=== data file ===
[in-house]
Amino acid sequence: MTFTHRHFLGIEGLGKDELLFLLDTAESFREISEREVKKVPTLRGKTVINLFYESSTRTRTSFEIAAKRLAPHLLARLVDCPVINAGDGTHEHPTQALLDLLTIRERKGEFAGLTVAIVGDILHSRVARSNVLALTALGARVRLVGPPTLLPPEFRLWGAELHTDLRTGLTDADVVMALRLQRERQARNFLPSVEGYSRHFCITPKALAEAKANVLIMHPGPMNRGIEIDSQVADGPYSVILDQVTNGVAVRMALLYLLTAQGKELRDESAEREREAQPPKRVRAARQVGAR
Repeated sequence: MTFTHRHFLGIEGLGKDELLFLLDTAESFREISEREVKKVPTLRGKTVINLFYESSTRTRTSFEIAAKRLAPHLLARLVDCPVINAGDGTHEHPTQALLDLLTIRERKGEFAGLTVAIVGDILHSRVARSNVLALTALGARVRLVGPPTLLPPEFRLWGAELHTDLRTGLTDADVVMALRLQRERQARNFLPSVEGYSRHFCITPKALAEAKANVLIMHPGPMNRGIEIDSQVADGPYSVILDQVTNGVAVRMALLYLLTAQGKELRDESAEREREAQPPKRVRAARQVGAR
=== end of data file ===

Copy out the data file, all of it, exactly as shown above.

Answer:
[in-house]
Amino acid sequence: MTFTHRHFLGIEGLGKDELLFLLDTAESFREISEREVKKVPTLRGKTVINLFYESSTRTRTSFEIAAKRLAPHLLARLVDCPVINAGDGTHEHPTQALLDLLTIRERKGEFAGLTVAIVGDILHSRVARSNVLALTALGARVRLVGPPTLLPPEFRLWGAELHTDLRTGLTDADVVMALRLQRERQARNFLPSVEGYSRHFCITPKALAEAKANVLIMHPGPMNRGIEIDSQVADGPYSVILDQVTNGVAVRMALLYLLTAQGKELRDESAEREREAQPPKRVRAARQVGAR
Repeated sequence: MTFTHRHFLGIEGLGKDELLFLLDTAESFREISEREVKKVPTLRGKTVINLFYESSTRTRTSFEIAAKRLAPHLLARLVDCPVINAGDGTHEHPTQALLDLLTIRERKGEFAGLTVAIVGDILHSRVARSNVLALTALGARVRLVGPPTLLPPEFRLWGAELHTDLRTGLTDADVVMALRLQRERQARNFLPSVEGYSRHFCITPKALAEAKANVLIMHPGPMNRGIEIDSQVADGPYSVILDQVTNGVAVRMALLYLLTAQGKELRDESAEREREAQPPKRVRAARQVGAR